The counseling I endorse, and the method I pioneered and developed, would more logically be called discipleship or spiritual direction. It has also been labeled as sanctification teaching, the Keswick message, etc. Following such an approach, one is much more interested in the stage of spiritual growth that the seeker may have attained. The mental/emotional/behavioral aspects of the person’s life are important but they are considered to be symptoms–not the problem. This being the case it is much more appropriate and profitable to direct the individual in resolving the spiritual dilemma than to spend much time and effort and, frequently, money in addressing or doing therapy with the symptoms. To resort to the former analogy involving evangelism, the spiritual director could lead such a believer directly to the Cross much the same as leading a lost person to the Lord Jesus Christ. When the Holy Spirit makes the believer’s death and resurrection with Christ an experiential reality, some of the symptomatology will be greatly alleviated; and the Foundation (the only foundation) will be laid for the resolution of the remainder. Of course, this is assuming that symptoms are not organically induced. Once the problem, the flesh or self-life, has been addressed and the Cross has become a reality, it is timely and appropriate to deal with the issues that caused the person to seek spiritual ministry. The more time spent before directing a person to the Cross, the more likely it is that some form of therapy will have taken place.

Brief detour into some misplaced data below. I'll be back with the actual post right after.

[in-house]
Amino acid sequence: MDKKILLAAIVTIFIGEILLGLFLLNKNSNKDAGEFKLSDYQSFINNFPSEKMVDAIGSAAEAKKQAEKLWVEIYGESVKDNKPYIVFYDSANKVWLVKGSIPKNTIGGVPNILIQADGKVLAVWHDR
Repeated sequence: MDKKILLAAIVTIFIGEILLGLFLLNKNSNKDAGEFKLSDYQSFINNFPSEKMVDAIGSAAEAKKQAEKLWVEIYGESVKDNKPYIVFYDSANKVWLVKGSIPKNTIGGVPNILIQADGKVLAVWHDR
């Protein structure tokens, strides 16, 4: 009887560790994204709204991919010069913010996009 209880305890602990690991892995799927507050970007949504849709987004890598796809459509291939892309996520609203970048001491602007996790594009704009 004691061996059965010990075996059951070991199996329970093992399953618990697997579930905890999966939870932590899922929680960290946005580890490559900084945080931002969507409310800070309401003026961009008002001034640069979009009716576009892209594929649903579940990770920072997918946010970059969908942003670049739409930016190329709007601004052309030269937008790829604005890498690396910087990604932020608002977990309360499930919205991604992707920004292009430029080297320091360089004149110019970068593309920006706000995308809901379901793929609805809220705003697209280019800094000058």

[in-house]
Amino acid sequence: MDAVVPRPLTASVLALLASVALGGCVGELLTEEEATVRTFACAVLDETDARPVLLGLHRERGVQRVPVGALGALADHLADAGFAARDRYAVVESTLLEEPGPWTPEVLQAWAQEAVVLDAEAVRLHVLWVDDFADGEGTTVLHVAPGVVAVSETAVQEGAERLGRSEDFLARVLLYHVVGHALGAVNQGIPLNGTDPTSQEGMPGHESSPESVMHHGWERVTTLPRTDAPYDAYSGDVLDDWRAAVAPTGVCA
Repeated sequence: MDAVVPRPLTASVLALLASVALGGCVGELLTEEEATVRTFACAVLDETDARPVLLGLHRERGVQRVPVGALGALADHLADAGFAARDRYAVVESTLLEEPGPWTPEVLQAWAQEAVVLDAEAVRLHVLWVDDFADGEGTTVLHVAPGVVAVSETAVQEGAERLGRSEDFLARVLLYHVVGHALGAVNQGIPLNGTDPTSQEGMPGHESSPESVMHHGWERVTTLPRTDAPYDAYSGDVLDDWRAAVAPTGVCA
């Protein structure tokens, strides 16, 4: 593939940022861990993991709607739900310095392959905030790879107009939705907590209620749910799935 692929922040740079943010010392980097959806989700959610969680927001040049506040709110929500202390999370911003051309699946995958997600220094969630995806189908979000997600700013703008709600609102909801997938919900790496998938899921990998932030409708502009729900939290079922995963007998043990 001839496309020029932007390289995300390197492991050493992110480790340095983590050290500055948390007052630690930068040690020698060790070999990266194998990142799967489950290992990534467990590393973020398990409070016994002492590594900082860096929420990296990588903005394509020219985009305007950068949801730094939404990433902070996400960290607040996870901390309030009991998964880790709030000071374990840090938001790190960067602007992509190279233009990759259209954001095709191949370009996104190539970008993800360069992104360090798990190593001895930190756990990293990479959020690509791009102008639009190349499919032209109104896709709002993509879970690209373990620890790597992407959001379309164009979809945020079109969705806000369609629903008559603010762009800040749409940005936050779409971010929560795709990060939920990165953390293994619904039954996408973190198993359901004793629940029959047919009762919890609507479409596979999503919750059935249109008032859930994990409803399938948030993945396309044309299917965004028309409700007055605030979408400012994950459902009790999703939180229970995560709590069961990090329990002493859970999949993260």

Such therapy tends to strengthen the flesh or self-life rather than leading the person directly into resurrection life and addressing what remains as the symptoms of the old life.

When a believer is sufficiently desperate, one interview can be sufficient for the person to find radical victory; succeeding sessions can then be used to show the person how the Cross can deal with whatever remains from a life lived in the strength of self or the flesh. But, the pastor or lay person providing such spiritual direction would not be considered as a counselor or even a full time spiritual director; any believer who has been to the Cross in this sense should be able to lead another there to find victory over the ravages of the flesh, or simple defeat as the case may be.